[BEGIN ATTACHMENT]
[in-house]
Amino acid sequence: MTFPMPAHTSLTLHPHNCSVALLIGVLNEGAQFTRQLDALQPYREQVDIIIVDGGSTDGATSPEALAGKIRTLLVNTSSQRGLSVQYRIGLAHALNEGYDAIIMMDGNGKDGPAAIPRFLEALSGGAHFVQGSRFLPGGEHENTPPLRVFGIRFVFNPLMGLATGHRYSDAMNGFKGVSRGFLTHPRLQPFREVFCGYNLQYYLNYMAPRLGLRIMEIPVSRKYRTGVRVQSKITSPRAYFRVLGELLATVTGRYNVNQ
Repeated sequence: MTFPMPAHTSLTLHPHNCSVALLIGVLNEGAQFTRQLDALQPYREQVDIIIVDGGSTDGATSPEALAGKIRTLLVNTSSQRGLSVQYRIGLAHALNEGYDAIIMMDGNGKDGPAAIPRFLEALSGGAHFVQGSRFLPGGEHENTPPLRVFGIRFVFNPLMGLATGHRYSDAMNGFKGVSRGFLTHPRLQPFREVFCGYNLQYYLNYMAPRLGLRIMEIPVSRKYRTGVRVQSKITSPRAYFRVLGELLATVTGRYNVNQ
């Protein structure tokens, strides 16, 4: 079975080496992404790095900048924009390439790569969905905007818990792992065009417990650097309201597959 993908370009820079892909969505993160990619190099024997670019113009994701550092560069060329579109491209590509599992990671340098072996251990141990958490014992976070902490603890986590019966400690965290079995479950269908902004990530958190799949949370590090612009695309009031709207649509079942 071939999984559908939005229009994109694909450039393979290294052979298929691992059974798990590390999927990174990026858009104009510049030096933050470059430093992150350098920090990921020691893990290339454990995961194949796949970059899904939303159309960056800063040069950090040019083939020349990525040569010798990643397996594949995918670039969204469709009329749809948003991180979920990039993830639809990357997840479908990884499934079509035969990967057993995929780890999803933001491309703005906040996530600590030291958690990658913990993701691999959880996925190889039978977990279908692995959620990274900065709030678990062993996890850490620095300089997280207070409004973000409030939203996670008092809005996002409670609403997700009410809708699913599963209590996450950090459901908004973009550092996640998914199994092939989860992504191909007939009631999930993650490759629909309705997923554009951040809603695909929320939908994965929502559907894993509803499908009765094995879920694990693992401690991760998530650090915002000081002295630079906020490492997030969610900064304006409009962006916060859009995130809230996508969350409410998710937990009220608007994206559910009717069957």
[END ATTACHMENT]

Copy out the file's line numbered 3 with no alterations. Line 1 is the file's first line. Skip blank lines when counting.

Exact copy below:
Repeated sequence: MTFPMPAHTSLTLHPHNCSVALLIGVLNEGAQFTRQLDALQPYREQVDIIIVDGGSTDGATSPEALAGKIRTLLVNTSSQRGLSVQYRIGLAHALNEGYDAIIMMDGNGKDGPAAIPRFLEALSGGAHFVQGSRFLPGGEHENTPPLRVFGIRFVFNPLMGLATGHRYSDAMNGFKGVSRGFLTHPRLQPFREVFCGYNLQYYLNYMAPRLGLRIMEIPVSRKYRTGVRVQSKITSPRAYFRVLGELLATVTGRYNVNQ